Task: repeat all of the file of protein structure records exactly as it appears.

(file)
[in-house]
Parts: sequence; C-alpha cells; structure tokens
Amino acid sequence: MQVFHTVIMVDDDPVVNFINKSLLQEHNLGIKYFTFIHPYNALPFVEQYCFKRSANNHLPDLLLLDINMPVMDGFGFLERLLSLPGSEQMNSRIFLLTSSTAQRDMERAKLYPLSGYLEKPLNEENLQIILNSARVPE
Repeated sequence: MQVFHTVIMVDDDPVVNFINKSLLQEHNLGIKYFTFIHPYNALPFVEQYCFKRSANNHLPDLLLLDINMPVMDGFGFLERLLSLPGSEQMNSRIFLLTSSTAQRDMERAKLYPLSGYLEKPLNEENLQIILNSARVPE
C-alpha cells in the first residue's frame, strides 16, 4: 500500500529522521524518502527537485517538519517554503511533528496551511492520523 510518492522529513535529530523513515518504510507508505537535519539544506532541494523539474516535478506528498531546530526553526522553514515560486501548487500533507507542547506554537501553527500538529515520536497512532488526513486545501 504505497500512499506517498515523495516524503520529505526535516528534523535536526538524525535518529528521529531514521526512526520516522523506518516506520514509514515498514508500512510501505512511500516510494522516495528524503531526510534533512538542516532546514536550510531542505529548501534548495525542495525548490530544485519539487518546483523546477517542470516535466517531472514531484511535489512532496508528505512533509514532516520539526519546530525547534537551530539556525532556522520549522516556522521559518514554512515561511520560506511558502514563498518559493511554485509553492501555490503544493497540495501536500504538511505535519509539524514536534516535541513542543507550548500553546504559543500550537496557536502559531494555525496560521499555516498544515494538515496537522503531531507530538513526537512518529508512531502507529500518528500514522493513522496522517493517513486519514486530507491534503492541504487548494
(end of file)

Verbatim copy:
[in-house]
Parts: sequence; C-alpha cells; structure tokens
Amino acid sequence: MQVFHTVIMVDDDPVVNFINKSLLQEHNLGIKYFTFIHPYNALPFVEQYCFKRSANNHLPDLLLLDINMPVMDGFGFLERLLSLPGSEQMNSRIFLLTSSTAQRDMERAKLYPLSGYLEKPLNEENLQIILNSARVPE
Repeated sequence: MQVFHTVIMVDDDPVVNFINKSLLQEHNLGIKYFTFIHPYNALPFVEQYCFKRSANNHLPDLLLLDINMPVMDGFGFLERLLSLPGSEQMNSRIFLLTSSTAQRDMERAKLYPLSGYLEKPLNEENLQIILNSARVPE
C-alpha cells in the first residue's frame, strides 16, 4: 500500500529522521524518502527537485517538519517554503511533528496551511492520523 510518492522529513535529530523513515518504510507508505537535519539544506532541494523539474516535478506528498531546530526553526522553514515560486501548487500533507507542547506554537501553527500538529515520536497512532488526513486545501 504505497500512499506517498515523495516524503520529505526535516528534523535536526538524525535518529528521529531514521526512526520516522523506518516506520514509514515498514508500512510501505512511500516510494522516495528524503531526510534533512538542516532546514536550510531542505529548501534548495525542495525548490530544485519539487518546483523546477517542470516535466517531472514531484511535489512532496508528505512533509514532516520539526519546530525547534537551530539556525532556522520549522516556522521559518514554512515561511520560506511558502514563498518559493511554485509553492501555490503544493497540495501536500504538511505535519509539524514536534516535541513542543507550548500553546504559543500550537496557536502559531494555525496560521499555516498544515494538515496537522503531531507530538513526537512518529508512531502507529500518528500514522493513522496522517493517513486519514486530507491534503492541504487548494